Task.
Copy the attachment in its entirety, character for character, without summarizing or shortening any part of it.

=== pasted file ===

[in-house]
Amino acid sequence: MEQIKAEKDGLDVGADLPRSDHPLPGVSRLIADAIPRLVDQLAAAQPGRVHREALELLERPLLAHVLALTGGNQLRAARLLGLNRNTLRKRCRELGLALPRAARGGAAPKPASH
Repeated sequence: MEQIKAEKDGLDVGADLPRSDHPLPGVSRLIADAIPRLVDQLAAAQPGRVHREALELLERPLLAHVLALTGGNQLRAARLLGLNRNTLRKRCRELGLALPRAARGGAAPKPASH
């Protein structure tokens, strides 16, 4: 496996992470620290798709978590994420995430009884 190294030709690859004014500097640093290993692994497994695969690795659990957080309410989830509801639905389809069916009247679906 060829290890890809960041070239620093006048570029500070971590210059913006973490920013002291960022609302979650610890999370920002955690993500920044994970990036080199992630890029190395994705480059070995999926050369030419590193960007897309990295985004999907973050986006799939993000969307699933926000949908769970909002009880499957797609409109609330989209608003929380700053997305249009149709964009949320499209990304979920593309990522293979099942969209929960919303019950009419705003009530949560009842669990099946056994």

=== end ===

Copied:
[in-house]
Amino acid sequence: MEQIKAEKDGLDVGADLPRSDHPLPGVSRLIADAIPRLVDQLAAAQPGRVHREALELLERPLLAHVLALTGGNQLRAARLLGLNRNTLRKRCRELGLALPRAARGGAAPKPASH
Repeated sequence: MEQIKAEKDGLDVGADLPRSDHPLPGVSRLIADAIPRLVDQLAAAQPGRVHREALELLERPLLAHVLALTGGNQLRAARLLGLNRNTLRKRCRELGLALPRAARGGAAPKPASH
């Protein structure tokens, strides 16, 4: 496996992470620290798709978590994420995430009884 190294030709690859004014500097640093290993692994497994695969690795659990957080309410989830509801639905389809069916009247679906 060829290890890809960041070239620093006048570029500070971590210059913006973490920013002291960022609302979650610890999370920002955690993500920044994970990036080199992630890029190395994705480059070995999926050369030419590193960007897309990295985004999907973050986006799939993000969307699933926000949908769970909002009880499957797609409109609330989209608003929380700053997305249009149709964009949320499209990304979920593309990522293979099942969209929960919303019950009419705003009530949560009842669990099946056994």